Destroy Galactor!

Introducing Your Father's Anime to a New Generation--Gatchaman resurrected!

by Patrick King

Before there were Powerpuff Girls, Power Rangers, Teenage Mutant Ninja Turtles, Samurai Troopers, and even Voltron, there was a popular team of morality-guided superheroes delighting fans around the globe. Featuring an optimistic squad of young heroes squaring off against the oppressive terrorist organization, Galactor, Gatchaman might not have been the first superhero team, but they were one of the most popular.

Gatchaman, originally released in the early 1970s, was transformed into the English-language series Battle of the Planets, G-Force, and Eagle Riders. This sort of repackaging of a series was a common practice for the anime industry at the time, and similar efforts were undertaken to create Robotech, Voltron, The Samurai Pizza Cats, and Transformers.


The fandom for Gatchaman and its offspring has been strong over the past three decades. It's actually quite interesting to seek out information about a series such as this online. This was one of the first anime series to inspire websites devoted to such subjects.

Surprisingly, there is even a Gatchaman Doom WAD for readers who know what WADs are. For that matter, how many of our readers are old enough to have even played the original Doom?

In a testament to the show’s popularity, a new comic book series has revived the Battle of the Planets mythos, with respected comic artist Alex Ross providing some excellent pieces related to the Science Ninja Team.


Readers who were not around in the 1970s (or even the early 1980s), however, are probably wondering what all the hubbub is about. More to the point, younger fans are almost certainly questioning the phrase, "Science Ninja Team." After all, not everyone is a Gatchamaniac... yet.

When the evil terrorist collective known as Galactor begins to unleash terrible weapons upon the masses, a secret team of heroes is summoned as the only force that can stop them. Dr. Kozaburou Nambu, a man of considerable wealth and great scientific knowledge, created the technology that supports Gatchaman's efforts. Each member of the Gatchaman crew has his or her own preferred form of transportation, which has the ability to transform into a combat vehicle worthy of standing against the forces of Galactor.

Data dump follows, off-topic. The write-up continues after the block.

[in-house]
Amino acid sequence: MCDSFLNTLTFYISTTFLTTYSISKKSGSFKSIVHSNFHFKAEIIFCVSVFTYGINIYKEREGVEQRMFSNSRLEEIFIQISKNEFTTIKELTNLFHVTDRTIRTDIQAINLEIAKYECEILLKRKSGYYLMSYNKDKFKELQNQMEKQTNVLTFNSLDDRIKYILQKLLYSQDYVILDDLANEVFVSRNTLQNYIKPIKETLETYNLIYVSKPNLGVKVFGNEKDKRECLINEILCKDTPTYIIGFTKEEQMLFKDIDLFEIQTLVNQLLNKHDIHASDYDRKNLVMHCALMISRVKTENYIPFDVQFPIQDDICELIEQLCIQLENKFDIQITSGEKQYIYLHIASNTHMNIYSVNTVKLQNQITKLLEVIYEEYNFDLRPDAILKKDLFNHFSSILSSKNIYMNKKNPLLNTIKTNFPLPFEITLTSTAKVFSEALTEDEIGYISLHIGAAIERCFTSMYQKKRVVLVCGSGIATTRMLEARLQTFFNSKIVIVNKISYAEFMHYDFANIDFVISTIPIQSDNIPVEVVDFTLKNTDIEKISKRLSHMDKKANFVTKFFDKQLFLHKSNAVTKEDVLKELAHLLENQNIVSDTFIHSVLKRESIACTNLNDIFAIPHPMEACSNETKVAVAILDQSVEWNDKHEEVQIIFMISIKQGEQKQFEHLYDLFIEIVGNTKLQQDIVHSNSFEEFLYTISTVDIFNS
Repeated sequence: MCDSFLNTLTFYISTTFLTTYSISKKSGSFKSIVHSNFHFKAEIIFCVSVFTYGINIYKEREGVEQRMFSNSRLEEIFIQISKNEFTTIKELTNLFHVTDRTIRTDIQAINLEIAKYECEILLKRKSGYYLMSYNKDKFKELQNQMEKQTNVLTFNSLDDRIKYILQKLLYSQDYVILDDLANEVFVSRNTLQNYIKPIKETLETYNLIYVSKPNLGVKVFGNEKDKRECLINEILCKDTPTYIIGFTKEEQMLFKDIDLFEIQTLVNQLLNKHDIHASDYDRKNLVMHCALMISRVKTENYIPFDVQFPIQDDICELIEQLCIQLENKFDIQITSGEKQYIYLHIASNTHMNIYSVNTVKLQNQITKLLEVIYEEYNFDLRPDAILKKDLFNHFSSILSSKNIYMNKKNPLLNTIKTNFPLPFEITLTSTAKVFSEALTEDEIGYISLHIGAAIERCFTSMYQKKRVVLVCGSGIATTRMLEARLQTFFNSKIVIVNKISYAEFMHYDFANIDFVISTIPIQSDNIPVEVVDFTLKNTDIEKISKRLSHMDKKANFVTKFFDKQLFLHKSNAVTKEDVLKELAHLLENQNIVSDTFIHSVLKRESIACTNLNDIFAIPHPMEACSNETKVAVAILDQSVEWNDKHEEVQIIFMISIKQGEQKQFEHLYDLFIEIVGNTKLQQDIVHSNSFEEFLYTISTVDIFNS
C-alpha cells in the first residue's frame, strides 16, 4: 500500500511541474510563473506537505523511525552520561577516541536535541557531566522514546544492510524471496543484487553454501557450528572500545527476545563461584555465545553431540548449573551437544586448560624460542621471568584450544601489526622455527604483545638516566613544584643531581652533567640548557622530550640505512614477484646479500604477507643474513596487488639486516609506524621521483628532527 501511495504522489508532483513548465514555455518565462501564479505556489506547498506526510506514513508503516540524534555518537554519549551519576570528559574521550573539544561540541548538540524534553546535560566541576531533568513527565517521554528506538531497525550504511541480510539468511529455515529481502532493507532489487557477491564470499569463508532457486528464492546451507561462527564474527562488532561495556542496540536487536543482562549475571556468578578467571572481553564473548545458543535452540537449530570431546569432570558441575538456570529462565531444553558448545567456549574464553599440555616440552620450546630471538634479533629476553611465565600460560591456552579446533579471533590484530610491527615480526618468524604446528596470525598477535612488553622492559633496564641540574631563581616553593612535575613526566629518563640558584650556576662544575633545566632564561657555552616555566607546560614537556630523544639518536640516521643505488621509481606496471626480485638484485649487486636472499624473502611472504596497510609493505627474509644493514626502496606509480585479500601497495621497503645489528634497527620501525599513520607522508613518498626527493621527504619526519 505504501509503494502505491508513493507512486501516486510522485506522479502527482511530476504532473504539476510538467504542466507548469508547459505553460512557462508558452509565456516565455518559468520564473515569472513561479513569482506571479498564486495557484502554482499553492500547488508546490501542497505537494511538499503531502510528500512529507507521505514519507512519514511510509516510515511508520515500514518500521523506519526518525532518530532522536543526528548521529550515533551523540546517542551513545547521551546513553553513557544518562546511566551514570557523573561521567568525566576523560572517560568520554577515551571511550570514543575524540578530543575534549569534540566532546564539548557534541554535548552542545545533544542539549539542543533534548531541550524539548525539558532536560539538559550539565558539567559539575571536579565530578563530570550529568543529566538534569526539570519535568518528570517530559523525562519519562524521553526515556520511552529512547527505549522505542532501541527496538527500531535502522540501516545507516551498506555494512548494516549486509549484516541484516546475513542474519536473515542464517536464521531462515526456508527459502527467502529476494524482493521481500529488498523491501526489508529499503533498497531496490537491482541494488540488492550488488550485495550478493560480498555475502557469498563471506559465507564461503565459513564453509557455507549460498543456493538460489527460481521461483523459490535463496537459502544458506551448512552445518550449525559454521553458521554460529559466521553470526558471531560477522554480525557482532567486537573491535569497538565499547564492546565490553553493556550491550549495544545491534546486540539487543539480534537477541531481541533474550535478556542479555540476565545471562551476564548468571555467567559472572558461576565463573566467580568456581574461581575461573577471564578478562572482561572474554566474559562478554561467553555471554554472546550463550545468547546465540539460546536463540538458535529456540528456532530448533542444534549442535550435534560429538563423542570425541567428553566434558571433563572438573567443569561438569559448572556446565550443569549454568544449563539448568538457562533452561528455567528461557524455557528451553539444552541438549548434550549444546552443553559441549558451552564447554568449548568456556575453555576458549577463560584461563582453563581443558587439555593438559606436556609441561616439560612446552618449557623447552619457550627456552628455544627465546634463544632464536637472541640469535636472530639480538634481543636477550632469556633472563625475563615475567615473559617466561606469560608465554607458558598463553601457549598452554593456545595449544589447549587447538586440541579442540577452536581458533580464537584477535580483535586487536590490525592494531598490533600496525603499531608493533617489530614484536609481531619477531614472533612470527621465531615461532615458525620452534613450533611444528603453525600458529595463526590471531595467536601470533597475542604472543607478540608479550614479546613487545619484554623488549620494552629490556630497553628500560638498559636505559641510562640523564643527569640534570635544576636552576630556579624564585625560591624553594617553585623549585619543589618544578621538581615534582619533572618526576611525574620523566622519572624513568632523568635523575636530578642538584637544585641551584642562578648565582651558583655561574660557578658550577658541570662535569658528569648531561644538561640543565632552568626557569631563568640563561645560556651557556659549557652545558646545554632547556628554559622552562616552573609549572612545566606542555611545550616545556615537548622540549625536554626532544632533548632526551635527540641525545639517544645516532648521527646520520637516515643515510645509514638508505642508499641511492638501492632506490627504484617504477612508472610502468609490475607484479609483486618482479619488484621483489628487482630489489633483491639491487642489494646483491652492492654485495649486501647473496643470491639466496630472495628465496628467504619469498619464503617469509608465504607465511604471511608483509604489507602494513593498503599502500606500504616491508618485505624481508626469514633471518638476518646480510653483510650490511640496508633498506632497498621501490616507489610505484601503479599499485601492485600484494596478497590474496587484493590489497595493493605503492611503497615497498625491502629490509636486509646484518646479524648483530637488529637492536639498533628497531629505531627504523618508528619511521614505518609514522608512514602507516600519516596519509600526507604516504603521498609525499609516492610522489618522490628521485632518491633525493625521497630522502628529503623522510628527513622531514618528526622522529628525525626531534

The individual machines can combine to form the God Phoenix, a ship that lives up to the mythical source of its name with its own special abilities. The concept of having several components that join together to form a more powerful weapon remains a popular staple of sci-fi anime series even to this day.

In addition to their various modes of transport, every member of Gatchaman can use Dr. Nambu's technology to instantly change into an outfit resembling a particular bird. Their costumes don't merely look stylish; they grant the ability to fly. Of course, Gatchaman is also armed with nifty weapons for close range battle.

The actual term "Gatchaman" refers not only to the team of heroes as a whole, but also to the leader of the group, Ken Washio, otherwise known as Oowashi no Ken, or Ken the Eagle.


Ken is the perfect leader. All of the members of Gatchaman are as intelligent as they are formidable fighters. However, Ken is the team's core. His efforts don't merely keep Gatchaman focused on defeating the enemy; he is the team's beacon of morality whenever dark times fall upon them. It takes significant effort to divert Ken from his path, and with the rest of the team backing him up, he is an almost unstoppable commander.